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Overnight Sensation Joey Sommerville – Overnight Sensation
January 28, 2015
Bada Boom Ranjit Barot – Bada Boom
January 31, 2015
Samsara Expansions: The Dave Liebman Group – Samsara
February 3, 2015
indigo Dan Siegel – Indigo
February 6, 2015
Trinomial Mark Minchello – Trinomial
February 9, 2015
A Bird in the Hand Ben Bailey & the Nashville Big Band – A Bird in the Hand
February 12, 2015
Identities Are Changeable Miguel Zenon – Identities Are Changeable
February 13, 2015
Djangos Castle Hank Marvin – Django’s Castle
February 15, 2015
Outta My Soul Robert Moore – Outta my Soul
February 18, 2015
Strength and Kindness Somebody Else’s Nightmare – Strength and Kindness
February 21, 2015
Midnight Rhumba Johannes Linstead – Midnight Rhumba
February 24, 2015
Joe – Sample – Children of the Sun
February 27, 2015
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Marco Bittelli – Alba

On his second CD, Alba, Marco Bittelli shows his continued commitment to the quality of the music he composes and plays. Whether Latin or swing, acoustic or electric, intense or contemplative, the Italian guitarist is dedicated to originality in his compositions and recordings.

The second CD features the same experienced rhythm section as the first, with drummer Dave Jarvis and bassist Dave Snider. New instrumentalists included piano player Brian Ward, saxophonist and Washington State University chair of the music department Gregory Yasinitsky and trumpet player Vern Sielert, an accomplished performer and professor of trumpet.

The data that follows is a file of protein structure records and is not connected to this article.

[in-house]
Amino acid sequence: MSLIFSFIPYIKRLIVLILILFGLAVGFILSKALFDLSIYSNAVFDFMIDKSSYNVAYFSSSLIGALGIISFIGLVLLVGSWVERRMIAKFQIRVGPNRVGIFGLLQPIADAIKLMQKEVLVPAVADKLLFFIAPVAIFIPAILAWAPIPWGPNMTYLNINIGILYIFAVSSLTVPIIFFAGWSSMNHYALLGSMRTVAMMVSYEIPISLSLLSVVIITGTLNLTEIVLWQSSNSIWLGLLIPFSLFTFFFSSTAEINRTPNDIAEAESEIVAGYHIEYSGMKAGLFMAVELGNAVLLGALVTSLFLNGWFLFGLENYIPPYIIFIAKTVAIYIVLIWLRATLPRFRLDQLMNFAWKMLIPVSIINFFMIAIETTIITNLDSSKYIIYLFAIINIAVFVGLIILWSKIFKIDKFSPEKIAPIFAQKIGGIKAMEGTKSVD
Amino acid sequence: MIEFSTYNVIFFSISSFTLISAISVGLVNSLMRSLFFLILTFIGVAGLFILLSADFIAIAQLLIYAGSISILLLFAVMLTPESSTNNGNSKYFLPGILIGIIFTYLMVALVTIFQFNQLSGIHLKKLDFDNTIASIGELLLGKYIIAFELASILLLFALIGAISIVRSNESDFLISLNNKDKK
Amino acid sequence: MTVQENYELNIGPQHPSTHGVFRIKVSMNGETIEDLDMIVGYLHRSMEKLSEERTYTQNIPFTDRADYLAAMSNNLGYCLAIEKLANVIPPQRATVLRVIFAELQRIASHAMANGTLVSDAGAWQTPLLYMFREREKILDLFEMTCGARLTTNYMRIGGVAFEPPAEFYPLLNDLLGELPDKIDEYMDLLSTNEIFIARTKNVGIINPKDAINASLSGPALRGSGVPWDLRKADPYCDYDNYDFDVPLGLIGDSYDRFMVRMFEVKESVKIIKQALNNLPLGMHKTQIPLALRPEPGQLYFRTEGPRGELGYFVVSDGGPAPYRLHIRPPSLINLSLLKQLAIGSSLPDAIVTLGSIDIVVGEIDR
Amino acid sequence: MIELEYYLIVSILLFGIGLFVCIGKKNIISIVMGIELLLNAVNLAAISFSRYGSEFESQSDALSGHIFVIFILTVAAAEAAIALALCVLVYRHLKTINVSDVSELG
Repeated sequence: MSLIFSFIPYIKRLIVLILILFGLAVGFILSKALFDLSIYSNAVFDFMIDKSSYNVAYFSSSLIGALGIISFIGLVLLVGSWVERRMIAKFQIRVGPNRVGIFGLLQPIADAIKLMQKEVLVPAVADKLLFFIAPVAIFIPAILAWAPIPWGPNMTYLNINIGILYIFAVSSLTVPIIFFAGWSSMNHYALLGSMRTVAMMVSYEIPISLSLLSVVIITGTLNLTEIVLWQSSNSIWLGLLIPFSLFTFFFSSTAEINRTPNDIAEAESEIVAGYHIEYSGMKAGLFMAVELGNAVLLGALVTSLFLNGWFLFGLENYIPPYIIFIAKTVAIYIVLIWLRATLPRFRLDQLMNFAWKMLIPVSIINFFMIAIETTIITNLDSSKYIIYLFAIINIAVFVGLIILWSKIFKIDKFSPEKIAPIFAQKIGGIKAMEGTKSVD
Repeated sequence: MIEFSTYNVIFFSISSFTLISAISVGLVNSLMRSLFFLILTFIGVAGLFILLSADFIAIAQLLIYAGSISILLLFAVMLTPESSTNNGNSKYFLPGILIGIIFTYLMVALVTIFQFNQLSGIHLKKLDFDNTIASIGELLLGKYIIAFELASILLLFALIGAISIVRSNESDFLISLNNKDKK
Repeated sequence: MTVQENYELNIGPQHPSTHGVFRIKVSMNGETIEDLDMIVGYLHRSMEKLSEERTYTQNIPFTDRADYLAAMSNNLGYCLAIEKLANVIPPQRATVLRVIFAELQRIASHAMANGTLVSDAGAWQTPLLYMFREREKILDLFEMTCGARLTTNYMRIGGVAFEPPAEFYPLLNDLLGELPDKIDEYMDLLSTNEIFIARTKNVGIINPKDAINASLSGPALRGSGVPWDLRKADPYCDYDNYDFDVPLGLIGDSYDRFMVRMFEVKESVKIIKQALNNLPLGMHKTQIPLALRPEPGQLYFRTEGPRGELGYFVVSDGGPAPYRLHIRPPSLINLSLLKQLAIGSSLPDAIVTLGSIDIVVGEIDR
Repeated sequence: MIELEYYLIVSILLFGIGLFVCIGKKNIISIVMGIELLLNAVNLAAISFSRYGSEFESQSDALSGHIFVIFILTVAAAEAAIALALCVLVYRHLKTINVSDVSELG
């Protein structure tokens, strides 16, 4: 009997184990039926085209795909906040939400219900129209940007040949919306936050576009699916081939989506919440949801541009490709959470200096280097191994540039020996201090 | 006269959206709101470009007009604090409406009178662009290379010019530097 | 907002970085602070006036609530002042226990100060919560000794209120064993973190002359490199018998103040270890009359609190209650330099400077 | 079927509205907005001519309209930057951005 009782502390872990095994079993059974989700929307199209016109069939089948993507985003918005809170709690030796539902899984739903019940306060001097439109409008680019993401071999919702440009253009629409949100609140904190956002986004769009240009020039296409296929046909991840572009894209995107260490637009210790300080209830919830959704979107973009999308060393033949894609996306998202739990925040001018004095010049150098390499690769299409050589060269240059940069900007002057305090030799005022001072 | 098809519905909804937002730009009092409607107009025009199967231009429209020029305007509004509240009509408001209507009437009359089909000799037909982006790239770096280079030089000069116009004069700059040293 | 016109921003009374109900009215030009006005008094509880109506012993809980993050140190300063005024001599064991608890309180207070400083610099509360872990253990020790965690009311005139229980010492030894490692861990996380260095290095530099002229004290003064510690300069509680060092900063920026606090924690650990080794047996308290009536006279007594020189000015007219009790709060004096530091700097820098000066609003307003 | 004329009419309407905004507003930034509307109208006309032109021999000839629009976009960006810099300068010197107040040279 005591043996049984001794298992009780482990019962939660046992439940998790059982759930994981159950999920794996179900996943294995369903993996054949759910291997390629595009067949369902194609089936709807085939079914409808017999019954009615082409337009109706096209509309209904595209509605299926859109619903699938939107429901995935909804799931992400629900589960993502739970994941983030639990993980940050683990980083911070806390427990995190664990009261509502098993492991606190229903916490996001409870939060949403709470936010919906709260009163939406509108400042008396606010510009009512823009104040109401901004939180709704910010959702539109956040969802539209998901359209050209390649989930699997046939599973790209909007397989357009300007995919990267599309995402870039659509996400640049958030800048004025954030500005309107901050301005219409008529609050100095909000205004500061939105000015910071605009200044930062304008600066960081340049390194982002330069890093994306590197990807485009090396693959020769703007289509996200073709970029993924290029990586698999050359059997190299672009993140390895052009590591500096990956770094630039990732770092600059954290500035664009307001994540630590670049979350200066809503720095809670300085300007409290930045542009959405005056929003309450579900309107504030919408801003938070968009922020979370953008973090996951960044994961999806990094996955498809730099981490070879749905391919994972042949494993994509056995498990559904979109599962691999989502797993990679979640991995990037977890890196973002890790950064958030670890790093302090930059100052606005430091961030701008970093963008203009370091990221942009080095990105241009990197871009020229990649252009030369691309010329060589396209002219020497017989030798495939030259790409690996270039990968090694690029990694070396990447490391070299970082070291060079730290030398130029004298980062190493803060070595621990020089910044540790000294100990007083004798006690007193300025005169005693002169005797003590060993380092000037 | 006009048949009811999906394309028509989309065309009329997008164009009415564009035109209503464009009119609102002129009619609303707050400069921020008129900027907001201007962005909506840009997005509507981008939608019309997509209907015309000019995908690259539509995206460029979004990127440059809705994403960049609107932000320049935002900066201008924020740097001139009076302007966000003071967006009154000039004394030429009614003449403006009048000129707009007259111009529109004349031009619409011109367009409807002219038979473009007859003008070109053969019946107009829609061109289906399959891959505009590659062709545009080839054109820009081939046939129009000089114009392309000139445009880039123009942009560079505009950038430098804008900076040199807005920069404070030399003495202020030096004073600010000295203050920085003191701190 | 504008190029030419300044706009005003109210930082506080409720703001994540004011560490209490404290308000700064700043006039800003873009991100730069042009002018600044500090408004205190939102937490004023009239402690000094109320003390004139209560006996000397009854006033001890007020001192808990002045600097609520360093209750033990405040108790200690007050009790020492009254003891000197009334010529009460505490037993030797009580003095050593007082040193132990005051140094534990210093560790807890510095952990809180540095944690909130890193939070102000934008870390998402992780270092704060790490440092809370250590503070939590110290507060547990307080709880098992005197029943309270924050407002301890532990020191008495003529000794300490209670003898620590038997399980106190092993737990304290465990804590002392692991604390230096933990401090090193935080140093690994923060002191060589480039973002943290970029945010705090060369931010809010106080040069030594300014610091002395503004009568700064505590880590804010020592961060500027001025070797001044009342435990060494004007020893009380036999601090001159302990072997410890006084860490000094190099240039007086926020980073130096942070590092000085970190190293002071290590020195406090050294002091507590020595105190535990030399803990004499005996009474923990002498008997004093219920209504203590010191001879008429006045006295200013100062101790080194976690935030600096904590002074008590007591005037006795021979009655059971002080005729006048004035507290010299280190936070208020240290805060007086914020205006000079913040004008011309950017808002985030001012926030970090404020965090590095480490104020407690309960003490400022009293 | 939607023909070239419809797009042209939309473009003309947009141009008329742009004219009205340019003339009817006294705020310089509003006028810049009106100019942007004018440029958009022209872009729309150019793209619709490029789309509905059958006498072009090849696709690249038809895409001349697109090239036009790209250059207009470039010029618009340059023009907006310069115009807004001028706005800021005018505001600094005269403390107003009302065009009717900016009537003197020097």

As with the first CD, Bittelli chose to record the melodies of his compositions on a variety of instruments, not just his guitar.

“When I compose a song, even before writing down the music, I often hear the instrument that it should play the melody,” Bittelli said. “Sometimes it is a guitar, but sometimes it is a horn. The most important element for me is staying true to the first feelings and atmosphere that inspired the composition.”

Alba was influenced by the diversity of blended rhythms and sounds of South American music.

“The tune Sambando was inspired by the sound of the Samba as played in Brazil with the cavaquinho, a small string instrument of the European guitar family with four strings. It is often played with simple, repetitive melodies with a staccato rhythm, utilizing the guitar more as a percussive instrument rather than a melodic one. ”

“Ritorno (return) is written as a slow Zamba, a popular Argentinean rhythms that incorporate guitars, voices and an Argentinean drum known as bombo which is a double headed drum popular throughout the Andean region. Instead of a voice, often used to sing the Zamba songs, the tenor sax playes a long tone melody with a vocal feel.”

“Barcelona is dedicated to a city I love. Here we blended the sound of a nylon strings guitar, typical of the Spanish guitar style, with the sound of a flugelhorn.”

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